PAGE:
Bethany Home children angry at Irish authorities
Next month voters in the Irish Republic will go to the polls in a referendum on childrens' rights. But the state and Christian churches have all been accused of child neglect and some Protestants feel discriminated against in the area of compensation.
Near a busy road in the well-to-do Rathgar area of south Dublin is what was until the 1960s the Protestant-run Bethany Home.
The building is now an independent private old folks home and has no religious link, but decades ago it was a place for unmarried Protestant mothers, described at the time as "fallen women", and their children.
Among the children was 71-year-old Derek Leinster.
Now living in Rugby, in the English Midlands, he describes Bethany as a "place of hell", but not as bad as the home of the dysfunctional adoptive parents in County Wicklow he was sent to when he was nearly four.
He said he left them unable to read, write or tell the time of day.
"I grew up with starvation, was treated more or less as a dog," he said.
"I was that hungry that I remember going into a farmer's field and picking spuds so that we could have a meal and putting the roots back in. Well-off people in the area knew the state we were in but they walked around as if it never happened."
Sixty-five-year-old Patrick Anderson-McQuoid also spent his early days at Bethany.
Recently recovered medical notes suggest that as a child he was malnourished, had soft bones because of rickets and needed sunlight.
Now living in Drumshambo, County Leitrim, he was adopted by a Church of Ireland family at Milltown near Belfast when he was three and they were in their 50s.
As an adult he twice made contact with his birth mother who had since married and had other children but she did not want to know.
That caused a deep depression that lasted two years and required counselling.
He said: "That was very very painful to the point where I had to go back and dig out from within all the heartache and all the pain that I had hidden away and hadn't come to terms with about who I was, why I was here, who did this.
"I was angry, I was angry with my birth mother, I was angry with my adoptive parents for what they had done to me head-wise. They meant well but they didn't know how to look after a three-year-old child."
Both men survived, but more than 220 children died in Bethany between 1922 and 1949: that's one death every six weeks.
Niall Meehan, the Head of Journalism at Griffith College found the unmarked grave of 219 Bethany Home children at Mount Jerome cemetery near Harold's Cross in south Dublin.
He said none of the children had been hospitalised and they died mainly from neglect, malnutrition and tuberculosis.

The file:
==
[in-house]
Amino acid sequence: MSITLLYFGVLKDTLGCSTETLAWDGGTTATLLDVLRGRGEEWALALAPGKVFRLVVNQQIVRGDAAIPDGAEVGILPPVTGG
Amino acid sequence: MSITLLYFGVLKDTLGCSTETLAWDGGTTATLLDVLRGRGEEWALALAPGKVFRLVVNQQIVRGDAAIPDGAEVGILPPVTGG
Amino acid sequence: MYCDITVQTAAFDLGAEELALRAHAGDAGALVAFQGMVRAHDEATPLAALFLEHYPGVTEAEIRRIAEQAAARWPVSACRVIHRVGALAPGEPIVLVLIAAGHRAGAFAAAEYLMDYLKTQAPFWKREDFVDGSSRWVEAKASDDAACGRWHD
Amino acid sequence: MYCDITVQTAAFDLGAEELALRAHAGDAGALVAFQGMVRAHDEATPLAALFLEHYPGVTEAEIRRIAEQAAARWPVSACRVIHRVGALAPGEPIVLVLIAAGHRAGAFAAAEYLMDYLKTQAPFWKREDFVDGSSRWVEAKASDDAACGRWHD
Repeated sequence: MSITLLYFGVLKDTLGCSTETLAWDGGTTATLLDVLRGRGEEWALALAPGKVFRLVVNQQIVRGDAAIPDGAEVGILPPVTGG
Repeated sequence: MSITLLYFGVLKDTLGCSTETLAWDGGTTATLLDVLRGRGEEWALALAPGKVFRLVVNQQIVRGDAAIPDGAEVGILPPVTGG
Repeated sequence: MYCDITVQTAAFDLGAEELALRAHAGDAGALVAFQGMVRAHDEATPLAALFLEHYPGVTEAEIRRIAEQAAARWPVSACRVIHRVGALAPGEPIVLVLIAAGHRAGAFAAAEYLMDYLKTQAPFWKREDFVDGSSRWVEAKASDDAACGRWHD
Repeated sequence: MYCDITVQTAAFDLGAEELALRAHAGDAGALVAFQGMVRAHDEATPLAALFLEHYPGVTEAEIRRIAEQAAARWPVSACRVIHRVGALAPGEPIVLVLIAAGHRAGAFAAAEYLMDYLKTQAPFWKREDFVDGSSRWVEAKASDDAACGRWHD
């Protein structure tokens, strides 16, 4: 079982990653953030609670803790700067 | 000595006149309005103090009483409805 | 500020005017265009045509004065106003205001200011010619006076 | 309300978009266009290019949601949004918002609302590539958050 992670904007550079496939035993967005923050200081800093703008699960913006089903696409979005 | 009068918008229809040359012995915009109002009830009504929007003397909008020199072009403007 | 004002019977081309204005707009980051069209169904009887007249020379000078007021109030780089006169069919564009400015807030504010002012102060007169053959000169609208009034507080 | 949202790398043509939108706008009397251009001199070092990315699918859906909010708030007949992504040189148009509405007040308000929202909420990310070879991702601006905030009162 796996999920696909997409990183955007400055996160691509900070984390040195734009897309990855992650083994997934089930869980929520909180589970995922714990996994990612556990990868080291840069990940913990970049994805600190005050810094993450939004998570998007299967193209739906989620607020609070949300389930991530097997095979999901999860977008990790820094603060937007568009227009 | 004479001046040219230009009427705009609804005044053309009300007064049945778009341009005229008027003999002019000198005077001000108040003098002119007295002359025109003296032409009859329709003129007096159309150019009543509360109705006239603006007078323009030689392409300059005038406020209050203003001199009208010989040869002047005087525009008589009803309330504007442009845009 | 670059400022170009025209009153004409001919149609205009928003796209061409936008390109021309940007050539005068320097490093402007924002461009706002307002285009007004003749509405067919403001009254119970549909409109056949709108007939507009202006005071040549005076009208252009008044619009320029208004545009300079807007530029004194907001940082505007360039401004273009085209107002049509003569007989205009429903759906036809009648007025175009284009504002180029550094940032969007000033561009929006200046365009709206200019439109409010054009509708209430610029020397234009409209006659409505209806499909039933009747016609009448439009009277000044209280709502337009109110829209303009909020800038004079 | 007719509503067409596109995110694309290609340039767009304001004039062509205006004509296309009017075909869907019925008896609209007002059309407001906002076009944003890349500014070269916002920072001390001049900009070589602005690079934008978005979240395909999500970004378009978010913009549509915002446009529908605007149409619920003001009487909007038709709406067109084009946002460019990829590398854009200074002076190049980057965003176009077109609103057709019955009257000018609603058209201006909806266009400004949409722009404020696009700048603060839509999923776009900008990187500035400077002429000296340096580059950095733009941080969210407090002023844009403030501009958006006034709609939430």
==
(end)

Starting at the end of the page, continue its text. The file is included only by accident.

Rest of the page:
"There are 219 nameless, faceless unwanted so called illegitimate children in this graveyard," he said.
"And they need to become recognised by the state in which they lived, and the churches they were members of. They suffered abuse and they suffered neglect. This was avoidable at the time and this needs to be recognised now."
Those who survived Bethany said they feel discriminated against by the Irish government.
After the many revelations of child physical and sexual abuse over decades in various Catholic-run institutions the Irish government set up a compensation scheme for the survivors of, amongst others, industrial schools and orphanages.
The Irish government denies there is discrimination on grounds of religion.
A spokeswoman at the Department of Education, which is overseeing the compensation process, said Bethany was excluded because it was deemed "not to qualify" since it was a home for mothers and children.
An emotional Derek Leinster is far from impressed.
He said: "Everybody can feel the pain. Why doesn't the Irish government and the Irish civil service do the same. Our pain is no different from being a Catholic.
"We're all human beings. Let's be fair about it, whether you were a Catholic or a Protestant, nobody is ever going to be compensated to the full extent for what happened to them in their lives."
The survivors, who want support in their fight for compensation and to erect a memorial in Mount Jerome for the forgotten children, also say they feel ignored and rejected by the Protestant churches.
The Church of Ireland disputes that.
A spokesman said that the Archbishop of Dublin, Michael Jackson, had met survivors and afterwards had written to Ruairi Quinn, the Irish education minister, asking him to reconsider "as a matter of urgency" the group's plea for access to compensation.
He also said the archbishop "was open" to supporting their request for a memorial and had personally sought to make people in his dioceses aware of the memorial fund.